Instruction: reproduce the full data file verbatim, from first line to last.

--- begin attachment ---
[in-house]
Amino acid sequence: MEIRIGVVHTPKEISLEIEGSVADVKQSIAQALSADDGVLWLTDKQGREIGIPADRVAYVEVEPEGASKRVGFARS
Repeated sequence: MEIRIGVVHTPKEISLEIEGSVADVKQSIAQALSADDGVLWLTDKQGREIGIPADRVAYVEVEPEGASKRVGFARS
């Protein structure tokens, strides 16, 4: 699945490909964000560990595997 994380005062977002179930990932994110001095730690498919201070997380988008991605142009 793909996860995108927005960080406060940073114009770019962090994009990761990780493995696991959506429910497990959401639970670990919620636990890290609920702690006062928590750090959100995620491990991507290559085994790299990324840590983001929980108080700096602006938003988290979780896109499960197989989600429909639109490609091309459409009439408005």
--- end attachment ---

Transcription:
[in-house]
Amino acid sequence: MEIRIGVVHTPKEISLEIEGSVADVKQSIAQALSADDGVLWLTDKQGREIGIPADRVAYVEVEPEGASKRVGFARS
Repeated sequence: MEIRIGVVHTPKEISLEIEGSVADVKQSIAQALSADDGVLWLTDKQGREIGIPADRVAYVEVEPEGASKRVGFARS
């Protein structure tokens, strides 16, 4: 699945490909964000560990595997 994380005062977002179930990932994110001095730690498919201070997380988008991605142009 793909996860995108927005960080406060940073114009770019962090994009990761990780493995696991959506429910497990959401639970670990919620636990890290609920702690006062928590750090959100995620491990991507290559085994790299990324840590983001929980108080700096602006938003988290979780896109499960197989989600429909639109490609091309459409009439408005």